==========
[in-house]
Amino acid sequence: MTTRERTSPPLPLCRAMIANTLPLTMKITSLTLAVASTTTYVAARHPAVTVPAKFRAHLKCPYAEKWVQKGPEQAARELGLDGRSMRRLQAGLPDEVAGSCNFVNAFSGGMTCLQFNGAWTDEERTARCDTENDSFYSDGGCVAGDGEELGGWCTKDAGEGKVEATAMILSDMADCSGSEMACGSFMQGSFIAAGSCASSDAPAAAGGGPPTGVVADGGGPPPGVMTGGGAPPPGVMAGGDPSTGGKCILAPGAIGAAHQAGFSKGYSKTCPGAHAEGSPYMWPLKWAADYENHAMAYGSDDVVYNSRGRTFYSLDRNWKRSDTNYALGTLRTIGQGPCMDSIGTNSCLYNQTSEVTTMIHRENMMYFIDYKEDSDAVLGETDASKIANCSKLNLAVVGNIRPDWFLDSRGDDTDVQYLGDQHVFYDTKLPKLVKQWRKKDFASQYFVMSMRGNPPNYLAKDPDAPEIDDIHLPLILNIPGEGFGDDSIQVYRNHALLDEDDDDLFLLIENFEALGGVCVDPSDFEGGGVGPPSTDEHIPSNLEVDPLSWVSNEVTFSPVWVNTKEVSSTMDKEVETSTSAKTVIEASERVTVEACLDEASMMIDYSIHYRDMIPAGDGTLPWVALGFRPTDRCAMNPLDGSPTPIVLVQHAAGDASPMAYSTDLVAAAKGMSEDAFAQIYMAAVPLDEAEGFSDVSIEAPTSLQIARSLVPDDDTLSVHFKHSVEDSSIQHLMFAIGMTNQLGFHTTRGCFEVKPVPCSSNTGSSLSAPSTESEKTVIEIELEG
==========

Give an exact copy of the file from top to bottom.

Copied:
[in-house]
Amino acid sequence: MTTRERTSPPLPLCRAMIANTLPLTMKITSLTLAVASTTTYVAARHPAVTVPAKFRAHLKCPYAEKWVQKGPEQAARELGLDGRSMRRLQAGLPDEVAGSCNFVNAFSGGMTCLQFNGAWTDEERTARCDTENDSFYSDGGCVAGDGEELGGWCTKDAGEGKVEATAMILSDMADCSGSEMACGSFMQGSFIAAGSCASSDAPAAAGGGPPTGVVADGGGPPPGVMTGGGAPPPGVMAGGDPSTGGKCILAPGAIGAAHQAGFSKGYSKTCPGAHAEGSPYMWPLKWAADYENHAMAYGSDDVVYNSRGRTFYSLDRNWKRSDTNYALGTLRTIGQGPCMDSIGTNSCLYNQTSEVTTMIHRENMMYFIDYKEDSDAVLGETDASKIANCSKLNLAVVGNIRPDWFLDSRGDDTDVQYLGDQHVFYDTKLPKLVKQWRKKDFASQYFVMSMRGNPPNYLAKDPDAPEIDDIHLPLILNIPGEGFGDDSIQVYRNHALLDEDDDDLFLLIENFEALGGVCVDPSDFEGGGVGPPSTDEHIPSNLEVDPLSWVSNEVTFSPVWVNTKEVSSTMDKEVETSTSAKTVIEASERVTVEACLDEASMMIDYSIHYRDMIPAGDGTLPWVALGFRPTDRCAMNPLDGSPTPIVLVQHAAGDASPMAYSTDLVAAAKGMSEDAFAQIYMAAVPLDEAEGFSDVSIEAPTSLQIARSLVPDDDTLSVHFKHSVEDSSIQHLMFAIGMTNQLGFHTTRGCFEVKPVPCSSNTGSSLSAPSTESEKTVIEIELEG